I'm rereading a book I bought way back in 2009 titled Hara: The Vital Center of Man by Karlfried Graf Durckheim. I was drawn to get this book because Hara palpation is one of my diagnostic tools and I was interested in another perspective of the hara.
You might be asking what "hara" means. Literally, it is the area just below your belly button, but it can also mean your vitality, your essence, your center. It is the area where the breath should drop down during a deep inhale. It's where our "gut instincts" live. This area of our being is of most importance in Eastern medicine.
In today's society, so many people live in their heads while breathing rapidly and shallowly. We take in information through screens rather than through gut feelings, leading some to have compromised haras.
So how do we improve the health of our hara?
1. Acupuncture - Acupuncture is an excellent way to rediscover your center. After treatment, many patients report feeling grounded or centered. Their energy is more rooted in their lower body, and their breath feels deeper and easier. Ideally, this is the state we should be in as often as possible even during times of stress.
2. Breathwork - Breathwork has seen a surge in popularity in recent years. Practicing various breathing techniques can help strengthen the relationship between the Kidney and the Lung (I've written about the role of the Kidney grasping the Lung Qi on inhalation in previous blog posts). Breathwork classes, both in person and online, are more common than ever. If you'd prefer to practice by yourself, I highly suggest reading Breath: The New Science of a Lost Art by James Nestor.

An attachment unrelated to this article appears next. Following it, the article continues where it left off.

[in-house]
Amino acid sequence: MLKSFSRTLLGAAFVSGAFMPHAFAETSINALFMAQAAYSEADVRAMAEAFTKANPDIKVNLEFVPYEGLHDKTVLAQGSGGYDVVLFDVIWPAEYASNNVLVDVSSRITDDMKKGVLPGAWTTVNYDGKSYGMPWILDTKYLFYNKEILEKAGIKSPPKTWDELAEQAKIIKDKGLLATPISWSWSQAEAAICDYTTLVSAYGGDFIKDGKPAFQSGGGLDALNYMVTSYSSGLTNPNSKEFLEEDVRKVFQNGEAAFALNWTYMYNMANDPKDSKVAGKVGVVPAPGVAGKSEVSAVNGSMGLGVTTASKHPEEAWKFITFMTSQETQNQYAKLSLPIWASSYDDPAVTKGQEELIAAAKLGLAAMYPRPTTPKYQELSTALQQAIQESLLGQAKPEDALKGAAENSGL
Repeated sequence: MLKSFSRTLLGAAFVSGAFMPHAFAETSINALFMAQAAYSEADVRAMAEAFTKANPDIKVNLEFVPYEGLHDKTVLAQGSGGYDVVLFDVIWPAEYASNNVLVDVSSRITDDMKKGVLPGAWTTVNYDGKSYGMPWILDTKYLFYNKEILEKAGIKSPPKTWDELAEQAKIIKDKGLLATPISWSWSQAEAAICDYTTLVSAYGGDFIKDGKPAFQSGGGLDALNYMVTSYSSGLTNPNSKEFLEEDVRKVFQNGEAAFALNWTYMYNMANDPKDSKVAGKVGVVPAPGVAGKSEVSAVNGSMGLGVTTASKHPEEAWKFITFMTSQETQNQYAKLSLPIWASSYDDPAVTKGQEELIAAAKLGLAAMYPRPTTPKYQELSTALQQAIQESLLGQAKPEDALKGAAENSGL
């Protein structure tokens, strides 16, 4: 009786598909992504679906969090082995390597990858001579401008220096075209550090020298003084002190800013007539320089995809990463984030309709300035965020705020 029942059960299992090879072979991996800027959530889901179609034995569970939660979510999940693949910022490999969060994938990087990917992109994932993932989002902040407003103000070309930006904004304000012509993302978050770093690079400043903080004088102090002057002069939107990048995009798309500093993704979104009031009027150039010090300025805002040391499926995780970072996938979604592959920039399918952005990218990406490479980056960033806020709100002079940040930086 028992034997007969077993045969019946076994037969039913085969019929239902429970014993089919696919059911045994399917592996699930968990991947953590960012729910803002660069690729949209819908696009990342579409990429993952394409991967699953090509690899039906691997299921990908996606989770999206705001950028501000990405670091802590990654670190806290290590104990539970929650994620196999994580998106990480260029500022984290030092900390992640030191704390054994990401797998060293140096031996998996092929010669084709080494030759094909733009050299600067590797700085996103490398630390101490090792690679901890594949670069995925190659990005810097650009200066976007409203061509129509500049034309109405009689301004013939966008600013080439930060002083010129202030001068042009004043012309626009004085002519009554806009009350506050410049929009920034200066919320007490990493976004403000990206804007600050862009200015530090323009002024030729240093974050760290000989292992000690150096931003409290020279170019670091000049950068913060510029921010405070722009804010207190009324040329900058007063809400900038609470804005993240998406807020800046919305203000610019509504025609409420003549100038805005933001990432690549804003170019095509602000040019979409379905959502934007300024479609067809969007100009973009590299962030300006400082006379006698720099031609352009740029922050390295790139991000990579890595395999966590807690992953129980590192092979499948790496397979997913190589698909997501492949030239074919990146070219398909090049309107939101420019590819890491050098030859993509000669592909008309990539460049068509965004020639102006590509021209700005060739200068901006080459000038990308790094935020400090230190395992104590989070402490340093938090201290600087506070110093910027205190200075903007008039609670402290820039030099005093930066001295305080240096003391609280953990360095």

3. Mindfulness - There are numerous ways of practicing mindfulness, but one way to reconnect to your hara is by sitting or lying comfortably, placing your hands on your lower abdomen and focusing all of your attention to that area for several minutes. This can be a challenging exercise at first, so start by practicing for 2-3 minutes and work your way towards longer stretches.
4. Gut Health - Thankfully more and more evidence is pointing towards the importance of gut health (also known as hara health) and its impact on the entire body. The food and supplements we consume matter greatly. If you experience brain fog, anxiety, bloating, fatigue or moodiness, prebiotics and/or probiotics can be helpful. It is critical to work with a professional, such as a naturopath, when selecting the best ones for your body.